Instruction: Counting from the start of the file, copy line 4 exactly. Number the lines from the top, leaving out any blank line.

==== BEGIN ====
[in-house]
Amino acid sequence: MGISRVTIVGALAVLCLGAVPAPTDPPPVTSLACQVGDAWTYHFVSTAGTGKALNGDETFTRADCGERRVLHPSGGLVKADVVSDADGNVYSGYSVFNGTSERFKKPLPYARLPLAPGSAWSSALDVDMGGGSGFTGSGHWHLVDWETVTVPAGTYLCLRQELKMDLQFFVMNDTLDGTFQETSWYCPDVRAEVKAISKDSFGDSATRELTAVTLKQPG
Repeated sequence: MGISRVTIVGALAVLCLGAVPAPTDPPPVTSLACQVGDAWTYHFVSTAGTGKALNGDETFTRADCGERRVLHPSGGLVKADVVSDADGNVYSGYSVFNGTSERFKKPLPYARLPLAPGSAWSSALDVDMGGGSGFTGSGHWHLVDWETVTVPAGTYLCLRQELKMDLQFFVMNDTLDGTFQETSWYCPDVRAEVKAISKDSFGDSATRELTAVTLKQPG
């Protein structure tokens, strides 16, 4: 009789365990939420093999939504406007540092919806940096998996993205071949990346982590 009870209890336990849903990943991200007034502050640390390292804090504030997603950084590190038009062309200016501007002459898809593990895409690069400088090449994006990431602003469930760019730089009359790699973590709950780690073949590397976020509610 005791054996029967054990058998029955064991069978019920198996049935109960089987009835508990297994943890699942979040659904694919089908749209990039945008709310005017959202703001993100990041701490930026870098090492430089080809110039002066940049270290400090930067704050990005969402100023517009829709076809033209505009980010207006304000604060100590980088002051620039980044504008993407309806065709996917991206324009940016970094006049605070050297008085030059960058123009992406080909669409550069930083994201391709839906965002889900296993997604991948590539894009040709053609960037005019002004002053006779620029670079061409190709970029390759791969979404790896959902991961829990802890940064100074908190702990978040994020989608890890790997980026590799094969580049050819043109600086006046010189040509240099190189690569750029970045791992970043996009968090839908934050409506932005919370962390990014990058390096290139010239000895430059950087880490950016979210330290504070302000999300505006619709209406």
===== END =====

């Protein structure tokens, strides 16, 4: 009789365990939420093999939504406007540092919806940096998996993205071949990346982590 009870209890336990849903990943991200007034502050640390390292804090504030997603950084590190038009062309200016501007002459898809593990895409690069400088090449994006990431602003469930760019730089009359790699973590709950780690073949590397976020509610 005791054996029967054990058998029955064991069978019920198996049935109960089987009835508990297994943890699942979040659904694919089908749209990039945008709310005017959202703001993100990041701490930026870098090492430089080809110039002066940049270290400090930067704050990005969402100023517009829709076809033209505009980010207006304000604060100590980088002051620039980044504008993407309806065709996917991206324009940016970094006049605070050297008085030059960058123009992406080909669409550069930083994201391709839906965002889900296993997604991948590539894009040709053609960037005019002004002053006779620029670079061409190709970029390759791969979404790896959902991961829990802890940064100074908190702990978040994020989608890890790997980026590799094969580049050819043109600086006046010189040509240099190189690569750029970045791992970043996009968090839908934050409506932005919370962390990014990058390096290139010239000895430059950087880490950016979210330290504070302000999300505006619709209406």